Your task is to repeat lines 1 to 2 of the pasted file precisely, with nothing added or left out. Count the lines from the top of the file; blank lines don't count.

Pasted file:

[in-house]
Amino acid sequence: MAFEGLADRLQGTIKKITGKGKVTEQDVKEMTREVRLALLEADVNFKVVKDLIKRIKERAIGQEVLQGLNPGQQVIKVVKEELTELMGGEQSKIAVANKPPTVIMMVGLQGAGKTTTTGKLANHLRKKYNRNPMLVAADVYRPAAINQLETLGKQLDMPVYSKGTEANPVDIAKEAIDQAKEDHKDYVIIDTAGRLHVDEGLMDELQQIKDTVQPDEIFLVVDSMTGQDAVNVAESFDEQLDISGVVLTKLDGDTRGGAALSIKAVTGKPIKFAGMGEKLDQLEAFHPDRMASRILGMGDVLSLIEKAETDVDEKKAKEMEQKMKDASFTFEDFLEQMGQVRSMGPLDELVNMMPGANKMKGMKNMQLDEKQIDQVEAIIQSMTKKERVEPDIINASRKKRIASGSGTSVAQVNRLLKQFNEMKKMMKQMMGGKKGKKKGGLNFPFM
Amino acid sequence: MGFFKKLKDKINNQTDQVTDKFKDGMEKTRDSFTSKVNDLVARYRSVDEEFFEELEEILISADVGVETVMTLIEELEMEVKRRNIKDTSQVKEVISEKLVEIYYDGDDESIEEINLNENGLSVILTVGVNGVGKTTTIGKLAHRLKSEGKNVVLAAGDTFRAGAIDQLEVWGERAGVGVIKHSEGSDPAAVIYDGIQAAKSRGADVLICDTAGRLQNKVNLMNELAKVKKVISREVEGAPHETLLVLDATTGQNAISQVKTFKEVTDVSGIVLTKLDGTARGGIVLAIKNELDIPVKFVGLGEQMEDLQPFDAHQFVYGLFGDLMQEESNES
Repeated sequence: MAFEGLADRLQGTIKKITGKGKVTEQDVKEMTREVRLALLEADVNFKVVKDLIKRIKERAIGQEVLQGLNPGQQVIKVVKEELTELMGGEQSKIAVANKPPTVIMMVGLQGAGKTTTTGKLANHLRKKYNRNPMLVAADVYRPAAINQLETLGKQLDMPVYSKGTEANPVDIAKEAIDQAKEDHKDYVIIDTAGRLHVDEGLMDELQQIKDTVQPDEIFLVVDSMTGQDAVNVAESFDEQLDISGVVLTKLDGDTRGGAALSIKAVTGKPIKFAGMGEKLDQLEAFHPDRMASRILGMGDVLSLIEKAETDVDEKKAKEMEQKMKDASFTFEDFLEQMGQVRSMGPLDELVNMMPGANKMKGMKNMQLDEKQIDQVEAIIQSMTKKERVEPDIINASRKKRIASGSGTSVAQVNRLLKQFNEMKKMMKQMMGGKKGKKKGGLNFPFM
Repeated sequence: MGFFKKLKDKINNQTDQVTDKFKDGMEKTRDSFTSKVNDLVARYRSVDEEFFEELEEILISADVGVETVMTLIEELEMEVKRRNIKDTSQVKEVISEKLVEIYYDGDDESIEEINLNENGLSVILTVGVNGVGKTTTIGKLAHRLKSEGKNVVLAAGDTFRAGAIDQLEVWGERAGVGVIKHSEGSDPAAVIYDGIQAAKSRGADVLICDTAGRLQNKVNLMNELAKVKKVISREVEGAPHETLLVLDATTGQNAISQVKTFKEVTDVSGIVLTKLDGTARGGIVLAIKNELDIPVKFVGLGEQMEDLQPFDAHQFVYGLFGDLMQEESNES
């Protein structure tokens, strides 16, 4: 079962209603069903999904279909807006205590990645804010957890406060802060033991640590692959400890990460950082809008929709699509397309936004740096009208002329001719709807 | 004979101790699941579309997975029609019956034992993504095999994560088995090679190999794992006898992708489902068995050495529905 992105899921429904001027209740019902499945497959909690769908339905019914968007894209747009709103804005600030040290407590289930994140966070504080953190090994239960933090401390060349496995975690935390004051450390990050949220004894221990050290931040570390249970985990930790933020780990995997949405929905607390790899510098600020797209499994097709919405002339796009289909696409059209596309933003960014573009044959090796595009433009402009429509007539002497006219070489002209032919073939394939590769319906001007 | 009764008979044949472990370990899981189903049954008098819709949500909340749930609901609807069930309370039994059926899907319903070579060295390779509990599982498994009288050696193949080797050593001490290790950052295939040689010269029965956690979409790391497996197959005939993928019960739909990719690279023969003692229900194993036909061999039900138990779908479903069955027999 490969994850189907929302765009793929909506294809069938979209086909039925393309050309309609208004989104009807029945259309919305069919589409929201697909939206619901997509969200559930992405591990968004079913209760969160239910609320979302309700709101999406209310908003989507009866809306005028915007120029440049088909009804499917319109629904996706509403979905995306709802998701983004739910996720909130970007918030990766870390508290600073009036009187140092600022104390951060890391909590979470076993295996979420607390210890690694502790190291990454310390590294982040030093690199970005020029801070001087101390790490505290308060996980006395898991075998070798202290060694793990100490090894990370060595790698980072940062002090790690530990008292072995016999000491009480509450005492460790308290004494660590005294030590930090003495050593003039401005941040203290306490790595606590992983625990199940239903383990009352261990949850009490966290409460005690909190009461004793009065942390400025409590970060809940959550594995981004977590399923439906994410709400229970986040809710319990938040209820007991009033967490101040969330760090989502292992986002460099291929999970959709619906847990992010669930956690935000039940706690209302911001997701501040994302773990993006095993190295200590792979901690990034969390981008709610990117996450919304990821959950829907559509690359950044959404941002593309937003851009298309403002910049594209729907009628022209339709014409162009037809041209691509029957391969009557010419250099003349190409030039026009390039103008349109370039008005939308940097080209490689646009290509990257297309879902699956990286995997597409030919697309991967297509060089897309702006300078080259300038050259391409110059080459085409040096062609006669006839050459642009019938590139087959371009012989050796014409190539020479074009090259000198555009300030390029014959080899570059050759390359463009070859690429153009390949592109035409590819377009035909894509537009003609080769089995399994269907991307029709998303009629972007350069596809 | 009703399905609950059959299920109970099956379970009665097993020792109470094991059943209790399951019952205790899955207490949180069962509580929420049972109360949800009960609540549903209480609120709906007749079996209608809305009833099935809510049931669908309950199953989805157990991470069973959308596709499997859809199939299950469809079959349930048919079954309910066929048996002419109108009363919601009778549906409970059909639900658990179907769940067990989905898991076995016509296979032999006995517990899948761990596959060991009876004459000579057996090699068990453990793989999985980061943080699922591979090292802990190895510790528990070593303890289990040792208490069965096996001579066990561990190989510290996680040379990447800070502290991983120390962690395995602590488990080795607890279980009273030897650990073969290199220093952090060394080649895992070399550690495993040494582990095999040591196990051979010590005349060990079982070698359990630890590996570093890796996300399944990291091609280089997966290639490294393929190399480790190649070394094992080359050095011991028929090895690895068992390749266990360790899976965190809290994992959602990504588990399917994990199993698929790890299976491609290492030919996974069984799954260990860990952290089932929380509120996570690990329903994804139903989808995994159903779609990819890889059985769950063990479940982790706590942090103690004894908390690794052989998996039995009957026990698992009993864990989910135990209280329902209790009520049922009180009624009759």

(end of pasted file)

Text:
[in-house]
Amino acid sequence: MAFEGLADRLQGTIKKITGKGKVTEQDVKEMTREVRLALLEADVNFKVVKDLIKRIKERAIGQEVLQGLNPGQQVIKVVKEELTELMGGEQSKIAVANKPPTVIMMVGLQGAGKTTTTGKLANHLRKKYNRNPMLVAADVYRPAAINQLETLGKQLDMPVYSKGTEANPVDIAKEAIDQAKEDHKDYVIIDTAGRLHVDEGLMDELQQIKDTVQPDEIFLVVDSMTGQDAVNVAESFDEQLDISGVVLTKLDGDTRGGAALSIKAVTGKPIKFAGMGEKLDQLEAFHPDRMASRILGMGDVLSLIEKAETDVDEKKAKEMEQKMKDASFTFEDFLEQMGQVRSMGPLDELVNMMPGANKMKGMKNMQLDEKQIDQVEAIIQSMTKKERVEPDIINASRKKRIASGSGTSVAQVNRLLKQFNEMKKMMKQMMGGKKGKKKGGLNFPFM